Functionality of the compiler is divided into two phases: front-end and several back-ends. The front-end produces an intermediate form of DISCO source. After successful translation into intermediate form, back-ends of the compiler may be used to produce input for different tools, like ANIMATOR or different verification tools.

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The front-end of the compiler takes one DISCO layer and the intermediate forms of possibly imported specification branches as its inputs, and produces an intermediate form of the specification. The intermediate form corresponds one-to-one to the internal representation of the semantical tree (or DAG) of the specification being compiled. The intermediate forms of imported branches are merged into the tree representing the specification being compiled. In other words, the front-end produces composite specification described in 2.2. Moreover, it checks syntactic and semantic correctness. If an error occurs during the compilation, no intermediate form is produced.

Checking specifications by COMPILER eliminates many awkward errors, and increases confidence in the correctness of them. For example the exact type system does not allow arbitrary operations between types which do not match. Moreover, COMPILER checks that superposition is not violated in refinements. In composition COMPILER joins the common parts of the specifications automatically, and checks that actions synchronized by the user are semantically correct.

Animation back-end of the compiler produces a specification engine, which is a Java package, for ANIMATOR. It offers an interface by which ANIMATOR can instantiate objects in the instantiation phase, and execute enabled actions in the execution phase. The engine notifies ANIMATOR about state changes and some other events. It also informs ANIMATOR about enabled actions. The assertions of the specification are guarded by the engine during execution.

Back-ends for producing input for several verification tools could be added to the toolset. We are also researching possibilities of producing VHDL or C code from an instantiation of a DISCO specification [PK99].


Because DISCO specifications are closed and have an operational interpretation they can be visualized and animated as discussed in Section 2. The general problem of executing a given specification is actually undecidable due to the expressive power of guards. In practice, however, most specifications can be executed automatically and user assistance can be used in complex specifications [Pit97].

ANIMATOR (Figure 3) enables validation, testing and debugging of specifications and o ers an enhanced means of communication for designers, application experts and customers. Animation of DISCO specifications is very visual: objects, their state and their relations are depicted as graphical objects, executed actions and state changes are visualized by animation sequences and real time is depicted by a scrolling timeline displaying current time and any set deadlines. Java was chosen as the implementation language of ANIMATOR for easy portability of the user interface and to enable producing a web-based version running as an applet for demonstration purposes. Moreover, the core of ANIMATOR is a framework that can be specialized to add or modify functionality by user-provided pieces of Java code. For example, custom classes can be created to handle the drawing of specification components. Basic ANIMATOR is actually just a default specialization.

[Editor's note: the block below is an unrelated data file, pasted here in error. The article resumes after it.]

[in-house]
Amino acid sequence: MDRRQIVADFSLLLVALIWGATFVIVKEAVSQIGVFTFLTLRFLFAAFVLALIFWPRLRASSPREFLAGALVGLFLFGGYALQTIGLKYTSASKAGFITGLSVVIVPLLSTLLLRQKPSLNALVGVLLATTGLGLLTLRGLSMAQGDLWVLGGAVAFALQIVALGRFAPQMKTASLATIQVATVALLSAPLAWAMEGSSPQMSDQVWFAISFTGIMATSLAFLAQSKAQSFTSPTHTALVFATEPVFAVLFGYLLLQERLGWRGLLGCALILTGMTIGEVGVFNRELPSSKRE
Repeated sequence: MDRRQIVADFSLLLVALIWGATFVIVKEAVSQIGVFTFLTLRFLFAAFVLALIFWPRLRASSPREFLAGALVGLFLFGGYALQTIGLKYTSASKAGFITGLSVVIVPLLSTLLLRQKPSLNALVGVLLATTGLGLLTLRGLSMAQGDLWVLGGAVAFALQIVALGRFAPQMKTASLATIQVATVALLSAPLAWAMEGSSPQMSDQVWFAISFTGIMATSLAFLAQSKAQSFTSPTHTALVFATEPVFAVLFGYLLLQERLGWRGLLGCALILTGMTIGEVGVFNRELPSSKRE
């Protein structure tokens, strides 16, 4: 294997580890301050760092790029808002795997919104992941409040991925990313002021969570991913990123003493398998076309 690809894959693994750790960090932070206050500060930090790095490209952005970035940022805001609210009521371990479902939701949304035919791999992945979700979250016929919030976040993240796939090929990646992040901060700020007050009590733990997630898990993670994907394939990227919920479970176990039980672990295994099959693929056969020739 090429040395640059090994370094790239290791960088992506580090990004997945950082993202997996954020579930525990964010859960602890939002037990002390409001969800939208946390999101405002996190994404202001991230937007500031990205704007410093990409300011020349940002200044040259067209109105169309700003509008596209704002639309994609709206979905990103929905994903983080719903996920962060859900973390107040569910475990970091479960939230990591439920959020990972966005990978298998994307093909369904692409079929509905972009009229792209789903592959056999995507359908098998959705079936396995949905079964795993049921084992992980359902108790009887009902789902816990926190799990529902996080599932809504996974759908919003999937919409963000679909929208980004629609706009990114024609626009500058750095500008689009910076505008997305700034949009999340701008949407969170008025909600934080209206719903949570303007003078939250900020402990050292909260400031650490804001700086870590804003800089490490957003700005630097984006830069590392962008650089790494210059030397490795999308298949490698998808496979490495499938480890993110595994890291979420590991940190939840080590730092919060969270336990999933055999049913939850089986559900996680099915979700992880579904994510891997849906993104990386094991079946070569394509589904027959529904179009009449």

Animation of a specification starts with instantiation. The user drags objects of classes she wants to instantiate onto the object view window and sets the initial

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values of variables using pop-ups that appear on the screen. Relations between objects are set by selecting a relation and then pointing at the objects one wants to add as relation pairs. Once the instantiation has been completed, animation may be started. First the tool checks that the initial conditions and assertions of the specification hold for the instantiation. Then, action guards are evaluated, and enabled actions are indicated by a green highlight color. In Figure 3, the user has selected action insertCard of the example cash-point specification to be executed and is now picking objects to participate in its roles.

Animation enables both validation and testing of specifications. The users can experiment with a specification on different levels of abstraction, and see which kind of executions are possible and which are not. Since animation is a very simple and intuitive yet accurate representation of behaviour, it can be used as an effective means of communication even when some involved party does not have the background to read formal specifications. This means that application field experts and end users can take part in validation in an early phase of development.

Animation can also be used as a means of testing the specification. Let us assume for a while that we had specified the deposit action of layer till (see Section 3) in the following way:

   action deposit(acc:Account; amount:integer) is
   when true do
     acc.balance := acc.balance + amount; 

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Figure 4: Assertion failure in ANIMATOR.